All Grandparents Raising Grandchildren and Kin Caregivers in the Shuswap are welcome.

For more information and to register, call 1-877-345-9777, or either Mary Scheidegger at 250-833-6379 or Jennifer Beckett at 250-517-7557.


@SalmonArm
newsroom@saobserver.net

Like us on Facebook and follow us on Twitter

Get local stories you won't find anywhere else right to your inbox.
Sign up here

 

Support group offered for B.C. grandparents raising kids

Just Posted

School District 20 is advising the public there has been a positive case of COVID-19 at the Trail high school. Photo: Trail Times
District confirms positive COVID case at Trail high school

The person is at home self-isolating, administration advised on Wednesday

Nelson-Creston MLA Brittny Anderson will advise Premier John Horgan in youth issues and needs. Photo: Submitted
Nelson-Creston MLA named premier’s special advisor on youth

Brittny Anderson is the youngest member of the B.C. legislature

COVID-19 numbers continue to rise in the Kootenays. Illustration: BC Centre for Disease Control
Highest weekly number of new COVID-19 cases in 2021 for Nelson

The Nelson local health area had 13 new cases in early April

ANKORS held a small demonstration outside Nelson City Hall and the courthouse Wednesday to mark the five-year anniversary of the province declaring the toxic drug supply crisis. Photo: Tyler Harper
‘We’re all supposed to take care of each other’: 5 years of toxic drug supply crisis marked in Nelson

Over 7,000 people have died in B.C. since the crisis was announced in 2016

An Interior Health nurse administers Pfizer-BioNTech COVID-19 vaccines to seniors and care aids in Kelowna on Tuesday, March 16, 2021. (Phil McLachlan/Kelowna Capital News)
105 new COVID-19 cases in Interior Health

Just over 8,000 new vaccine doses administered in the region for a total of 158,000 to date

A woman wears a protective face covering to help prevent the spread of COVID-19 as he walks past the emergency entrance of Vancouver General Hospital in Vancouver, B.C., Friday, April 9, 2021. COVID-19 cases have been on a steady increase in the province of British Columbia over the past week. THE CANADIAN PRESS/Jonathan Hayward
Top doctor warns B.C.’s daily cases could reach 3,000 as COVID hospitalizations surge

There are more than 400 people in hospital, with 125 of them in ICU

A crossing guard stops traffic as students wearing face masks to curb the spread of COVID-19 arrive at Ecole Woodward Hill Elementary School, in Surrey, B.C., on Tuesday, February 23, 2021. A number of schools in the Fraser Health region, including Woodward Hill, have reported cases of the B.1.7.7 COVID-19 variant first detected in the U.K. THE CANADIAN PRESS/Darryl Dyck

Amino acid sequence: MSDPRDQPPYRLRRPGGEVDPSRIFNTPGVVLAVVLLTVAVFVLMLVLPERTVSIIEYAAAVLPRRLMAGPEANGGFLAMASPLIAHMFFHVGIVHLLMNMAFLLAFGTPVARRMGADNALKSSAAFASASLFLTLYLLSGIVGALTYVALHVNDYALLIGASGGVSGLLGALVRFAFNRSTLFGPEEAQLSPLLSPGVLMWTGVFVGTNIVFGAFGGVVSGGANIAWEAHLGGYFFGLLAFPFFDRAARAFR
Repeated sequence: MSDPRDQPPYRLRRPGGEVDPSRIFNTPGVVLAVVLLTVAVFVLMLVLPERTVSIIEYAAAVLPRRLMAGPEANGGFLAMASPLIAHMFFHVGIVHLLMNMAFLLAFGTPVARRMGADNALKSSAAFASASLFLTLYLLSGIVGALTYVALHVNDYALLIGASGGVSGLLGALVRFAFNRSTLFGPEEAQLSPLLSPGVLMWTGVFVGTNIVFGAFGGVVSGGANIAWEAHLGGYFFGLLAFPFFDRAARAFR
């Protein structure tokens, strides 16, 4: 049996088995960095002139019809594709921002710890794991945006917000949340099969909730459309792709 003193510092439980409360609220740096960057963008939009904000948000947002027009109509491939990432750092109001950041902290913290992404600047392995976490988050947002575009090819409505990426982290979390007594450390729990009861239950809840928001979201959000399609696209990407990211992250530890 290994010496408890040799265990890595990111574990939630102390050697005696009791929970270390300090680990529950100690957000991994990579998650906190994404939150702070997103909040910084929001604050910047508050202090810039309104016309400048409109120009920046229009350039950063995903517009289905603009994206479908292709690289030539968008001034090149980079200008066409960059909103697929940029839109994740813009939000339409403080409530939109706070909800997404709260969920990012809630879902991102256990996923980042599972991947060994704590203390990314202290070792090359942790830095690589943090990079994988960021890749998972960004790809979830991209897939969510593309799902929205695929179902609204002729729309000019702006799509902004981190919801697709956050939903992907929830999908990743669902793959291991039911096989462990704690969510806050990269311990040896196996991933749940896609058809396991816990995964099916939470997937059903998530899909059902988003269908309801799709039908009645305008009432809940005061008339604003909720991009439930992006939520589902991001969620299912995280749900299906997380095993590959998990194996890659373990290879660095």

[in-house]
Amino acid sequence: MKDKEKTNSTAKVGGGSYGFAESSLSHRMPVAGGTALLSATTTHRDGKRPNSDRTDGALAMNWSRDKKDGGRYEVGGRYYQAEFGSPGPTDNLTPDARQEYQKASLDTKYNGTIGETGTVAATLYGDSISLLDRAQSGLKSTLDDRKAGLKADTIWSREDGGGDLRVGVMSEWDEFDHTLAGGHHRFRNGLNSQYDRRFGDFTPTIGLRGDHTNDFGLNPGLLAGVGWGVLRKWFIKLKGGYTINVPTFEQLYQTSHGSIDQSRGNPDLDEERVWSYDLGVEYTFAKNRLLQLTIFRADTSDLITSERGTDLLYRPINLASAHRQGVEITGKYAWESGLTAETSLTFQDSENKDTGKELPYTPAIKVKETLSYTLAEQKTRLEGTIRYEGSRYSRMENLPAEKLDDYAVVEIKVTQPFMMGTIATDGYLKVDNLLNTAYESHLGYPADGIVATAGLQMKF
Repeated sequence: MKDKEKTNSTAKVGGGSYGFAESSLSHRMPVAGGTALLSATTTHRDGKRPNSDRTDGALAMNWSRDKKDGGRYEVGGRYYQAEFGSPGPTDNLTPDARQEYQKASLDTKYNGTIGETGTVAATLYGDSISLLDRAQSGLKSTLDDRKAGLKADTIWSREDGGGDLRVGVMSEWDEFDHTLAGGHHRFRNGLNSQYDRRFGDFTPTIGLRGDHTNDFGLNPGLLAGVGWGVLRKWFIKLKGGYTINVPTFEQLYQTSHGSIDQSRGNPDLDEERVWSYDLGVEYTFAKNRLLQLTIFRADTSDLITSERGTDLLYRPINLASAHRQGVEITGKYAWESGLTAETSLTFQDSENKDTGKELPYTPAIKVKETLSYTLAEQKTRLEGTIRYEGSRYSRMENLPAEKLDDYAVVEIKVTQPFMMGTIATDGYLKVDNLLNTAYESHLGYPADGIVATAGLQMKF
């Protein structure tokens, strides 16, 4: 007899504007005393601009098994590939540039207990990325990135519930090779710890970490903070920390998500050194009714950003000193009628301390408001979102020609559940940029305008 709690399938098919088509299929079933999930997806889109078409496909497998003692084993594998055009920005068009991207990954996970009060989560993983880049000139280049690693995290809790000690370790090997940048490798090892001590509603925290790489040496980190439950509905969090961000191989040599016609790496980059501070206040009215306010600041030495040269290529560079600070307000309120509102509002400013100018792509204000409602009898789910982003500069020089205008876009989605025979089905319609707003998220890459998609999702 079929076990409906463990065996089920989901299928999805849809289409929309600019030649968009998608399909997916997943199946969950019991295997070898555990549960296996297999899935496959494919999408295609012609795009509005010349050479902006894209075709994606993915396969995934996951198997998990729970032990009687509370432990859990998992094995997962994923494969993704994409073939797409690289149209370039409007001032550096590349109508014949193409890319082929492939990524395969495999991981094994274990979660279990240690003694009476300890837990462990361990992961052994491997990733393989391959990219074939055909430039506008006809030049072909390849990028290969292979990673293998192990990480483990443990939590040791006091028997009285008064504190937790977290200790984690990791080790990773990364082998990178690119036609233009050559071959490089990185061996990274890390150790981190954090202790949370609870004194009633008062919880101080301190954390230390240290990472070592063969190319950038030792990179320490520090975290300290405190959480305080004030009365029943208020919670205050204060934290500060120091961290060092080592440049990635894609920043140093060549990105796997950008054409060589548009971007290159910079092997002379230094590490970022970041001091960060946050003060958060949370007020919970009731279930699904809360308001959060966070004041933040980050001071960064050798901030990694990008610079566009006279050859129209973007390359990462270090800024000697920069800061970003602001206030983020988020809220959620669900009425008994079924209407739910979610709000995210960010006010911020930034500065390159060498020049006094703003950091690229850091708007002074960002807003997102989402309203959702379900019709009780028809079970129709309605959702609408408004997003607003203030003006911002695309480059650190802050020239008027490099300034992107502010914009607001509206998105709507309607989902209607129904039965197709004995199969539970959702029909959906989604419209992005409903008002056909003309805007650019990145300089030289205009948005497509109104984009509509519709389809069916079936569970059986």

COVID-infected students in Lower Mainland schools transmitting to 1 to 2 others: data

Eight to 13 per cent of COVID cases among students in the Lower Mainland were acquired in schools, B.C. says

Norm Scott, president of Royal Canadian Legion Branch # 91, is disappointed the Legion does not qualify for COVID financial assistance from the provincial government. (Black Press Media file photo)
B.C.’s pandemic aid package passing Legion branches by

Federal non-profit status stymies provincial assistance eligibility

Latest modelling by public health shows cases generated by COVID-19 infections into places where it can spread quickly. (B.C. Centre for Disease Control)
Industrial sites, pubs, restaurants driving COVID-19 spread in B.C.

Infection risk higher in offices, retail, warehouses, farms

Cannabis bought in British Columbia (Ashley Wadhwani/Black Press Media)
Is it time to start thinking about greener ways to package cannabis?

Packaging suppliers are still figuring eco-friendly and affordable packaging options that fit the mandates of Cannabis Regulations

Vancouver Canucks forward J.T. Miller said it would be “very challenging and not very safe” for him and his teammates to play as scheduled on Friday. THE CANADIAN PRESS/Darryl Dyck
Canucks’ return to ice postponed again after players voice COVID health concerns

Friday’s game against the Edmonton Oilers was called off after the team met virtually with the NHLPA

B.C. Attorney General David Eby, Minister Responsible for Housing. THE CANADIAN PRESS/Chad Hipolito
B.C. announces $2B for affordable, middle-income family home projects

New HousingHub financing funds will encourage developers, groups – with low-interest loans – to build affordable homes

An Interior Health nurse administers Pfizer-BioNTech COVID-19 vaccines to seniors and care aids in Kelowna on Tuesday, March 16. Photo: Phil McLachlan/Kelowna Capital News
COVID-19 cases rising in the East Kootenay: BC CDC

Cranbrook has highest case count since health officials began releasing weekly local data

Most Read